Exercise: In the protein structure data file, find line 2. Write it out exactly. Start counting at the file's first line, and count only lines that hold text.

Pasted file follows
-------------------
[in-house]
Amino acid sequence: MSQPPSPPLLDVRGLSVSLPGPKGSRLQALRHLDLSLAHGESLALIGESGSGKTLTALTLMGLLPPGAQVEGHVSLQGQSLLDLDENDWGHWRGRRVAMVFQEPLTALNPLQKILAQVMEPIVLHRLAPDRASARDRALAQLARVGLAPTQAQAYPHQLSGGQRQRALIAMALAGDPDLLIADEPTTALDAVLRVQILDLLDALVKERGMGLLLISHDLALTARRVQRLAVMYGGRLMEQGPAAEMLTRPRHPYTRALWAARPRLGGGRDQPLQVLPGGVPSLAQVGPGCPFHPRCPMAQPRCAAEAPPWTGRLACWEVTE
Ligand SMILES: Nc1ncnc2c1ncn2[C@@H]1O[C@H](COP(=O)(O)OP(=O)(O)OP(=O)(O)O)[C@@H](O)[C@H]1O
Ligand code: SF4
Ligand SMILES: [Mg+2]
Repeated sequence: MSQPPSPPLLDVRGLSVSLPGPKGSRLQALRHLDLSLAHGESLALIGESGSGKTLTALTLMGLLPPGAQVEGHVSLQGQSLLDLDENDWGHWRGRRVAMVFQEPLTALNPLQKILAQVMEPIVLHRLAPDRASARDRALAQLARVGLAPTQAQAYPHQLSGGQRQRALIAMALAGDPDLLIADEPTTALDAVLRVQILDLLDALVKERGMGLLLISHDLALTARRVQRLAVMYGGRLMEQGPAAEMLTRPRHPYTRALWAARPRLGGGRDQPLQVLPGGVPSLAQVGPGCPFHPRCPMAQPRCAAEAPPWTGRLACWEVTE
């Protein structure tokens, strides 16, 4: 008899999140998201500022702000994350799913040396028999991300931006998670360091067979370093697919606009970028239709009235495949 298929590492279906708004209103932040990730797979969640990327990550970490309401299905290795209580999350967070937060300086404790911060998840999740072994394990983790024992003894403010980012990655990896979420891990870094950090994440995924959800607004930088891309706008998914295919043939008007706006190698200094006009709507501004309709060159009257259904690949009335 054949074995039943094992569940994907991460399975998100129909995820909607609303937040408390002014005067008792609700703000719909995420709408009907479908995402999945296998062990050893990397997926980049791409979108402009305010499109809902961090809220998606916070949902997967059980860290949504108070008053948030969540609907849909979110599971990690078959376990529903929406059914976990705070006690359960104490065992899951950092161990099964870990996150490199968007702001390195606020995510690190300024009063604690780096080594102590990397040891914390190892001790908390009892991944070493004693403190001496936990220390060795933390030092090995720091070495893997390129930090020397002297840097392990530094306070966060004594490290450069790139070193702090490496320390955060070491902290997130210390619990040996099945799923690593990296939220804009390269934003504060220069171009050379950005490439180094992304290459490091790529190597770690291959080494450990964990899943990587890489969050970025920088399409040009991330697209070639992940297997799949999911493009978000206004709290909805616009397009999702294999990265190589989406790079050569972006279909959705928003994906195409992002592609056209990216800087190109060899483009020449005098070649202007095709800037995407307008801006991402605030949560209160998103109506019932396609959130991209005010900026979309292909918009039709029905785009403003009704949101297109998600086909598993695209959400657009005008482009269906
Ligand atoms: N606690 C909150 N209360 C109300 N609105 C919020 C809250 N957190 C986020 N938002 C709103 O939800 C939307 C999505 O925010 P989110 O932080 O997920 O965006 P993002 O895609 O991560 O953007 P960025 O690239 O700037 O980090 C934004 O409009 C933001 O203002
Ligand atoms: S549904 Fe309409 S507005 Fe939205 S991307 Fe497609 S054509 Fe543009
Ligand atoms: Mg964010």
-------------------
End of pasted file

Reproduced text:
Amino acid sequence: MSQPPSPPLLDVRGLSVSLPGPKGSRLQALRHLDLSLAHGESLALIGESGSGKTLTALTLMGLLPPGAQVEGHVSLQGQSLLDLDENDWGHWRGRRVAMVFQEPLTALNPLQKILAQVMEPIVLHRLAPDRASARDRALAQLARVGLAPTQAQAYPHQLSGGQRQRALIAMALAGDPDLLIADEPTTALDAVLRVQILDLLDALVKERGMGLLLISHDLALTARRVQRLAVMYGGRLMEQGPAAEMLTRPRHPYTRALWAARPRLGGGRDQPLQVLPGGVPSLAQVGPGCPFHPRCPMAQPRCAAEAPPWTGRLACWEVTE